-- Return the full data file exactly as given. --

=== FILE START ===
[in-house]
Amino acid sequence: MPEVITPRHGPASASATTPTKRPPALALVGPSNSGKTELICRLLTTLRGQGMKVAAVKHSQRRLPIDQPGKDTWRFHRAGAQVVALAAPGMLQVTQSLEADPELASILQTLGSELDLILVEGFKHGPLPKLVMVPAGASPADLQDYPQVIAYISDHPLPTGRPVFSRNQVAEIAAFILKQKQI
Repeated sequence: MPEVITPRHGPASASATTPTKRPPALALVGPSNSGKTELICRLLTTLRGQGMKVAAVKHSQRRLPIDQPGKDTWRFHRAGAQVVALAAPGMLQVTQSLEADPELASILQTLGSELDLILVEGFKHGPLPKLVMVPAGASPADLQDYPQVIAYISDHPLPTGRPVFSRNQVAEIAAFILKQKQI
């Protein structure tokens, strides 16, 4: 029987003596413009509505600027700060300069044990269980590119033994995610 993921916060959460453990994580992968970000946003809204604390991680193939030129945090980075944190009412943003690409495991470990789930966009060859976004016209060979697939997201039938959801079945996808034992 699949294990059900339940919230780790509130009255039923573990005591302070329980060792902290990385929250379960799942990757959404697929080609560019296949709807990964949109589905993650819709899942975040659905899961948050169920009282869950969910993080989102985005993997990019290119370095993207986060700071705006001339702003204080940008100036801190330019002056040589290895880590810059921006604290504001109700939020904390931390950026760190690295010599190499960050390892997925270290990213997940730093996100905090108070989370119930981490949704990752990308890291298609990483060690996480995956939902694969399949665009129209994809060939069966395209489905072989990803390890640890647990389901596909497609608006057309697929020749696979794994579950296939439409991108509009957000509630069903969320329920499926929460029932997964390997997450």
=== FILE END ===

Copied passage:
[in-house]
Amino acid sequence: MPEVITPRHGPASASATTPTKRPPALALVGPSNSGKTELICRLLTTLRGQGMKVAAVKHSQRRLPIDQPGKDTWRFHRAGAQVVALAAPGMLQVTQSLEADPELASILQTLGSELDLILVEGFKHGPLPKLVMVPAGASPADLQDYPQVIAYISDHPLPTGRPVFSRNQVAEIAAFILKQKQI
Repeated sequence: MPEVITPRHGPASASATTPTKRPPALALVGPSNSGKTELICRLLTTLRGQGMKVAAVKHSQRRLPIDQPGKDTWRFHRAGAQVVALAAPGMLQVTQSLEADPELASILQTLGSELDLILVEGFKHGPLPKLVMVPAGASPADLQDYPQVIAYISDHPLPTGRPVFSRNQVAEIAAFILKQKQI
């Protein structure tokens, strides 16, 4: 029987003596413009509505600027700060300069044990269980590119033994995610 993921916060959460453990994580992968970000946003809204604390991680193939030129945090980075944190009412943003690409495991470990789930966009060859976004016209060979697939997201039938959801079945996808034992 699949294990059900339940919230780790509130009255039923573990005591302070329980060792902290990385929250379960799942990757959404697929080609560019296949709807990964949109589905993650819709899942975040659905899961948050169920009282869950969910993080989102985005993997990019290119370095993207986060700071705006001339702003204080940008100036801190330019002056040589290895880590810059921006604290504001109700939020904390931390950026760190690295010599190499960050390892997925270290990213997940730093996100905090108070989370119930981490949704990752990308890291298609990483060690996480995956939902694969399949665009129209994809060939069966395209489905072989990803390890640890647990389901596909497609608006057309697929020749696979794994579950296939439409991108509009957000509630069903969320329920499926929460029932997964390997997450």